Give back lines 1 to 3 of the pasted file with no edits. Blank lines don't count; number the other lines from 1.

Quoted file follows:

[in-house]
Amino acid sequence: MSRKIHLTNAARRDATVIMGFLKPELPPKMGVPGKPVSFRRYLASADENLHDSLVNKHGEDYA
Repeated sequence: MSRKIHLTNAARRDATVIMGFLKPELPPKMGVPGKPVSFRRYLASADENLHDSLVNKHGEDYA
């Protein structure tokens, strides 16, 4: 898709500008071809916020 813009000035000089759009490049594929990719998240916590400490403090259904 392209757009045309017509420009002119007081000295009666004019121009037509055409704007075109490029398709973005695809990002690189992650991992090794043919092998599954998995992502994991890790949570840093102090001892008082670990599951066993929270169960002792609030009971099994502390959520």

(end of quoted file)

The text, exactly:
[in-house]
Amino acid sequence: MSRKIHLTNAARRDATVIMGFLKPELPPKMGVPGKPVSFRRYLASADENLHDSLVNKHGEDYA
Repeated sequence: MSRKIHLTNAARRDATVIMGFLKPELPPKMGVPGKPVSFRRYLASADENLHDSLVNKHGEDYA